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Canal Street String Band. Photo: Bill Gamble
Canal Street String Band. Photo: Bill Gamble

Preview: Canal Street String Band

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The Canal Street String Band features three musicians, 55 strings, and music spanning a couple of centuries. This Buffalo-based group will be playing three shows here in the North Country beginning this weekend. Joel Hurd spoke to band member Dave Ruch..

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Joel Hurd: "Fifty-five strings?" you might ask. Well, let’s count them up. The Canal Street String Band travels with two guitars, a bass, a dobro, a fiddle, two mandolins, an octave mandolin, and a banjo. Dave Ruch plays four of those nine instruments, and he stopped by the station to talk about the group. The first question: Where’s Canal Street?

Dave Ruch: Canal Street was in downtown Buffalo. Buffalo is a place where the western terminus of the Erie Canal would meet up with the Great Lakes. During most of the 19th century most of downtown Buffalo, where the wharf and waterfront met with the Lake Erie, was a place that was teeming with maritime sailors from the Great Lakes, canalers, all types of merchants and people who had set up businesses to cater to the sailors. It was a place where the canalers would end their route and they might have a little money in their pocket, and the same with the lake sailors. 

Some of the sailors referred to Canal Street, which was kind of the main drag through Buffalo’s waterfront, as" the wickedest street in the world." And some of these Great Lakes sailors had been to many of the international ports when they were ocean sailors. A place--according to a 19th century newspaper article I read--“A place where vice unbridled ran its course.”


DR: Some of our music actually comes right from the Erie Canal and the Great Lakes. We also do a wide range of other stuff that doesn’t really have much to do with either of those two things. The emphasis is on great old sort of good time music that we don’t get to hear much anymore.

JH: How old is old? How old are a lot of these songs?

DR: A lot of the things we do are from the 19th century. Sea chantys, cowboy songs, and old frontier stories set to music. A few of the things we do go back several hundred years, and we’ve also composed a bunch of music ourselves, so some of it is 21st century as well. It’s all played in a string band format that’s evocative of earlier times, I would say.

JH: Where do you find the old tunes? Are these songs you’ve known for a long time, or did you, when you started this band a couple years back, did you have to do some research?

DR: It was definitely the latter. A few of the songs I had known for years, but I hadn’t had the right group to play them with. A lot of the stuff we’re doing has come about because of the band. Once we got the band together I was sort of actively looking for material, and the other guys have brought a lot of great stuff, too--looking for material that would fit the band. We do some old swing stuff with three-part vocal harmonies, we do some western Texas swing, Bob Wills style music, we do some hot fiddle tunes. Phil Banasak, the fiddle player, is a New York State fiddle champion, and not only a great composer of fiddle music, but he also plays the old-time fiddle tunes really well. I guess we draw from a lot of different places, but it’s all music that’s really fun.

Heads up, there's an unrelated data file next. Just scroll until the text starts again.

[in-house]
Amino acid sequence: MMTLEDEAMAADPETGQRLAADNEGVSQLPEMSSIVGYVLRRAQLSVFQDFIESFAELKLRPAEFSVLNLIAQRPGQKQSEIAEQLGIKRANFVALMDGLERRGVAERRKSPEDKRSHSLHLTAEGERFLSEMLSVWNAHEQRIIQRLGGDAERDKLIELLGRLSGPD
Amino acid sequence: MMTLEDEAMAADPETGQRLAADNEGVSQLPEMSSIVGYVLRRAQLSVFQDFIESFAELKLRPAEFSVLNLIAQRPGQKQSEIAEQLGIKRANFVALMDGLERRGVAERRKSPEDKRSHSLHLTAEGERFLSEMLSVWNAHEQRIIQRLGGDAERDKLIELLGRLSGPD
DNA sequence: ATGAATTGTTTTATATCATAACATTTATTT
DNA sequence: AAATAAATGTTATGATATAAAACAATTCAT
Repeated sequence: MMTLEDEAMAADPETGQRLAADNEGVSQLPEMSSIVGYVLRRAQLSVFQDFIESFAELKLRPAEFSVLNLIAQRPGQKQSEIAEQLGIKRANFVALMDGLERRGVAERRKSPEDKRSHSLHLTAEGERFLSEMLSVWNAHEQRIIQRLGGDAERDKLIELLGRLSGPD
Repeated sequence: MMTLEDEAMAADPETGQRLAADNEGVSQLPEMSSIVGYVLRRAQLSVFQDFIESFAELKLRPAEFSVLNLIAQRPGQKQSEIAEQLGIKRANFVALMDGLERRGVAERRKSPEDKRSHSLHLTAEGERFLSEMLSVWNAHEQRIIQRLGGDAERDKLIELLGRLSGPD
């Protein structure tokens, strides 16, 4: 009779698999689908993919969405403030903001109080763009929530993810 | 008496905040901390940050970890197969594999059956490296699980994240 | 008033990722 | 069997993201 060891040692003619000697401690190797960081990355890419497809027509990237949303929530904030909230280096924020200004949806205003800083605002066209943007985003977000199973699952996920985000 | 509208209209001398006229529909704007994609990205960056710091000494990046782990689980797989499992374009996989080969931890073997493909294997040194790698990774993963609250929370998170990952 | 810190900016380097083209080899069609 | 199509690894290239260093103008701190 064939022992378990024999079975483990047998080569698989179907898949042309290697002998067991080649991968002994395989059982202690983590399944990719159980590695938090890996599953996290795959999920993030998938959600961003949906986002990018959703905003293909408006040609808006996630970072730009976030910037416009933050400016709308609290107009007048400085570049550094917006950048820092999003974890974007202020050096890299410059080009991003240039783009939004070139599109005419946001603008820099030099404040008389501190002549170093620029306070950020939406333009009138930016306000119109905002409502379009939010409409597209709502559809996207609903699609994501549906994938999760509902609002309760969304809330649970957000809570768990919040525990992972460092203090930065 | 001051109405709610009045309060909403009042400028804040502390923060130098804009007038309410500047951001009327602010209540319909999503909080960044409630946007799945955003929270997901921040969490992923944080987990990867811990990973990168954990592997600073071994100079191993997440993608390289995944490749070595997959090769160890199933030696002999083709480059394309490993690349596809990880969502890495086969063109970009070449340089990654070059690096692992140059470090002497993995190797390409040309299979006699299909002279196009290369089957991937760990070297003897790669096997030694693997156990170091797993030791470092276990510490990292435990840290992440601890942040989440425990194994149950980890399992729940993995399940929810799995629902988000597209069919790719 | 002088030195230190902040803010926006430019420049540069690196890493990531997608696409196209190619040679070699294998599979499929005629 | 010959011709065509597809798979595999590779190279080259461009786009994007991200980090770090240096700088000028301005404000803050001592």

I play most of the time by myself. I’m a solo artist most of the time. This is all music that’s a lot more fun to play with other people.

JH: You mentioned Phil, but there’s one more person in the band. Who’s that?

DR: There is one more. His name is Jim Whitford. He plays the string bass and he’s also playing some dobro and guitar in the band. Jim is one of those guys who plays in about eight or ten different bands locally in Buffalo. He’s everybody’s favorite side man or musician to have on their projects. His background is roots rock n’ roll, and the blues and country music. He sings some Hank Williams and does some honky-tonk rock-a-billy type stuff with us. He’s a lot of fun to be with. All three of us love being around each other and we have a great time on stage. That’s at least half the fun.


DR: We call it good time music, and that’s pretty much what it is. Not to say we don’t do a few slower things and a few sentimental things, but a lot of the songs we do tend to be up-tempo. We tend to like the goofy material. There is so much great old American music with humor in it. I personally am drawn to those sorts of songs, so we do a fair amount of those. It’s stuff people tap their toes to. There are choruses audiences can join in and sing along to, if they care to. It is music that even if you haven’t heard the song before, it doesn’t sound unfamiliar, either. You know what I mean? It’s American music.

JH: Dave Ruck of the Canal Street String Band. They’re playing Saturday night at 6 pm at P-2's Pub in Tupper Lake, Sunday night at 7 pm at the Norwood Village Green, and Monday evening at 7:30 pm at View in Old Forge. You can learn more about them at

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